In a report released Wednesday in Lima (Peru), site of the annual meeting of the international body, the International Monetary Fund predicts that the Central American countries, including economies such as Panama, Nicaragua, Costa Rica, Dominican Republic cited or included will grow 4% this year, slightly less than in 2014 (4.4%). In any case, a more favorable outcome than the decline of 0.3% estimated for the whole of Latin America and the Caribbean.
“This group of countries benefiting from the recovery in the United States and the continued weakness of international energy prices, as the region is a net importer of oil,” explain the technicians of the Fund. “This mixture promotes a virtuous circle of higher demand, lower inflation and a better external position,” he added.
The recovery in the United States and the appreciation of the dollar translated into an increase in tourists from the economic giant and a support remittances from emigrants, two sources of highly relevant income for the area. In that combination, and cheaper energy bills, Panama adds a remarkable contribution of investment to achieve the highest growth in Latin America, 6% in 2015. Dominican Republic (5.5%) and Nicaragua (4% ) also recorded significant increases, only replicated by Bolivia (4.1%) between the economies of South America.
The Fund urges “seize the opportunity” offered by this combination of economic factors in making a smoother fiscal adjustment, accompanied by tax reform in most of the area. The IMF warns that if corruption and lack of revenue capacity encyst, public debt will continue to rise in El Salvador, Costa Rica, Nicaragua and Dominican Republic, which “could raise questions of sustainability” that markets punish.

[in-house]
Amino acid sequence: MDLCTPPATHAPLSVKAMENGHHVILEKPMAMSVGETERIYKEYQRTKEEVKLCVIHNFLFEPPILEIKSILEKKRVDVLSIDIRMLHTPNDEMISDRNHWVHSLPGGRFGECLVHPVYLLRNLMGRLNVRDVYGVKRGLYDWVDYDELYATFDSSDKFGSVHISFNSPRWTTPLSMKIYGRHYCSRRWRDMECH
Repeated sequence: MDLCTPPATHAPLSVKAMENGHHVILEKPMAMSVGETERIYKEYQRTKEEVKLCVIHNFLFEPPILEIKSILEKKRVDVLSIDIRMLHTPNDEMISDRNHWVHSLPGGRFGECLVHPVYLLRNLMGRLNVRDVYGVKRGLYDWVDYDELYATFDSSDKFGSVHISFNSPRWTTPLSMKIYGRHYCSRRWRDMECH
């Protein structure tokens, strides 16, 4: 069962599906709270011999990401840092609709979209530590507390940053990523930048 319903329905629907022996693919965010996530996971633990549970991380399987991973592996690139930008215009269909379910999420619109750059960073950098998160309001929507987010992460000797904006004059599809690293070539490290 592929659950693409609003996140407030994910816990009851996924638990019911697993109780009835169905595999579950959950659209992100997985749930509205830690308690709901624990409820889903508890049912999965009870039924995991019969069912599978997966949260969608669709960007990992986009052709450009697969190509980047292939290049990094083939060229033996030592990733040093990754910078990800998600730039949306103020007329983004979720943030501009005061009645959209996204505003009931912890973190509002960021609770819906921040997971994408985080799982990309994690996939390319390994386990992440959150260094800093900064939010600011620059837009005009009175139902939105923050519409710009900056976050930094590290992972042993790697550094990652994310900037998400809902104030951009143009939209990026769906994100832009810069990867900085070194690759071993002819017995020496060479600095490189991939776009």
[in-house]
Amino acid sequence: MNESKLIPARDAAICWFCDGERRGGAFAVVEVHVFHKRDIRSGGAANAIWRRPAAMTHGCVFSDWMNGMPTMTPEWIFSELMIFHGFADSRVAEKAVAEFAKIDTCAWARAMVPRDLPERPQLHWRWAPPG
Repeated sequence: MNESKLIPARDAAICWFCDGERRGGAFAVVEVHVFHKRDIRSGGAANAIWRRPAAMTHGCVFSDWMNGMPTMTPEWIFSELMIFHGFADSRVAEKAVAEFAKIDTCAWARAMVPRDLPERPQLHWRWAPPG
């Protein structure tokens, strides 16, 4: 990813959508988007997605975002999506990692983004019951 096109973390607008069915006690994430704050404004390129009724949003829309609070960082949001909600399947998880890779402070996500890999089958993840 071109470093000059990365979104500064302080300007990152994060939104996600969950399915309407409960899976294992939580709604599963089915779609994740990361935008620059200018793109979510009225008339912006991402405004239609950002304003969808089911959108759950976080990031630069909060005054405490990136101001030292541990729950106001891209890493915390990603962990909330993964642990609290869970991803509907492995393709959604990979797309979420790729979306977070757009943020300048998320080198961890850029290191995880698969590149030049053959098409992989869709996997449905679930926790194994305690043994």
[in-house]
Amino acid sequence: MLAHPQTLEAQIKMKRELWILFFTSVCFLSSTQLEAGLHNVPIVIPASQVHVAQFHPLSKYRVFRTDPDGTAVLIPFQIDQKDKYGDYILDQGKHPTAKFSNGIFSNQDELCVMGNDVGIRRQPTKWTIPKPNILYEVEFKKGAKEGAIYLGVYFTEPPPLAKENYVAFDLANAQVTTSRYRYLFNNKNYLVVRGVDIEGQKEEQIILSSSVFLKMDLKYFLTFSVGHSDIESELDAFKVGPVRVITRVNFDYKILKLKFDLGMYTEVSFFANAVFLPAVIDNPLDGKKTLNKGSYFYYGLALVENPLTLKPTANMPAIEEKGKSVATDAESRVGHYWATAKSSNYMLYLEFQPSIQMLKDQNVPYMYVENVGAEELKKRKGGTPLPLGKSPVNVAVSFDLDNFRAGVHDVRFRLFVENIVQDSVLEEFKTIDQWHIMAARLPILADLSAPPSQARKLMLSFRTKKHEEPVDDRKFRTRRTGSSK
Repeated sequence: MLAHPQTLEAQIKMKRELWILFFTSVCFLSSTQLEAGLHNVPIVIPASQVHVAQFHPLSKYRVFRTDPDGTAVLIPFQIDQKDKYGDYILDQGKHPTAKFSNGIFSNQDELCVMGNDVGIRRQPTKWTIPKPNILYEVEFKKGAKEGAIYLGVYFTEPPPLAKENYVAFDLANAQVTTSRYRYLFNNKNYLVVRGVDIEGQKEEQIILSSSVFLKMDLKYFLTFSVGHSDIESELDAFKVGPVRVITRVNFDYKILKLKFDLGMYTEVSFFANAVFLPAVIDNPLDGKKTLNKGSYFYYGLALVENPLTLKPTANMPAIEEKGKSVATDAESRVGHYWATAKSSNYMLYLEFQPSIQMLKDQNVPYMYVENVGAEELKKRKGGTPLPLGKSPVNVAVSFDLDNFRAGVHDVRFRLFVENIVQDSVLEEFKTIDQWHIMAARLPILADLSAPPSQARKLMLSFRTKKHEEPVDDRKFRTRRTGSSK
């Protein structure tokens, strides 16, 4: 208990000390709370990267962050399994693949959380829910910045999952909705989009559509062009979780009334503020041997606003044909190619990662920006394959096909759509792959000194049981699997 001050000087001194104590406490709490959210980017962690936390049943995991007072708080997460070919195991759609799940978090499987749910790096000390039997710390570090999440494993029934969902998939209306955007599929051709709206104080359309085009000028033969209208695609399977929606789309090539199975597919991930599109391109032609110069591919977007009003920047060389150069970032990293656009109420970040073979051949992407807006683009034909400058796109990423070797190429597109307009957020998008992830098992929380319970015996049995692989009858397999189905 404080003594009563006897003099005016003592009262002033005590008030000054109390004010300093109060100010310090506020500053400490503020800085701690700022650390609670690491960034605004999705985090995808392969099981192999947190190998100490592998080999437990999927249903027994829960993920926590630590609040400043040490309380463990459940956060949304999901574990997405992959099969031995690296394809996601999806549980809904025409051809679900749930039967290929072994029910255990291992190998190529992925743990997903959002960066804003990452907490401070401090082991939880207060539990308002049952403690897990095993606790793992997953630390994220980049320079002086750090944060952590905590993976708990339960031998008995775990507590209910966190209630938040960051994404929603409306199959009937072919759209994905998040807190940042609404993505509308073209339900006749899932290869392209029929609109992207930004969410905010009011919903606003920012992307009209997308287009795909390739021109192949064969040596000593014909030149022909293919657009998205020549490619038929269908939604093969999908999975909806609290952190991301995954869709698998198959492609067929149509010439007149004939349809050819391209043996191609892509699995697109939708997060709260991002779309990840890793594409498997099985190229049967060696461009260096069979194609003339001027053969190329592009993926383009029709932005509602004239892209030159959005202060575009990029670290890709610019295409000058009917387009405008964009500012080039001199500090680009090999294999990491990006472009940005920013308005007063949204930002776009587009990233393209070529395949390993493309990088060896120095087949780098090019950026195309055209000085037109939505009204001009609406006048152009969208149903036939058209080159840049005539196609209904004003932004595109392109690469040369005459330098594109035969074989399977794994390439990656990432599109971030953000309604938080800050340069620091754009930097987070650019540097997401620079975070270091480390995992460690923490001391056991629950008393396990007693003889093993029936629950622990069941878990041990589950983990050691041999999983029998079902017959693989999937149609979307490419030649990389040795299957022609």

The regional report highlights the good performance of 2015 took place despite some blows to growth in countries like Costa Rica, which fitted the exit of the Intel- or El Salvador multinational -for a decline of remittances from the United States. The Fund believes that the political crisis in Guatemala has not taken its toll on growth, but may do so in the future.
Leveraging the strength of growth and promote an improvement in tax collection -to maintain balanced budgets and finance while social assistance programs are key to tackle the twin challenges of poverty and inequality, says the Fund. Here the contrast with the rest of Latin America is negative: inequality is higher than the average for the region, but especially poverty rates remain very high: in Guatemala and Honduras, 40% of the population lives on less of $ 2.5 a day, the bar reference using international organizations to highlight the situation of the most excluded.
In Caribbean countries, linked to the tourism boom are those that fare better (Bahamas, Barbados, Jaimaca …) in the estimates of the Fund, although agriculture and construction, other sources of growth in the area have had a worse performance. For them, the IMF predicts growth of 2.3% this year and next. The drop in oil prices keeps inflation under control and alleviate somewhat bulky external deficits of these countries, close to 12% of GDP.
For Caribbean countries that export raw materials (Belize, Guyana, Trinidad and Tobago, the growth outlook is more moderate (2%), the impact of the price shock, lighter than the big exporters fit metals and oil in South America. The decline in sales revenues abroad itself felt in the current account (in three years has doubled to reach 8%) and the public deficit.
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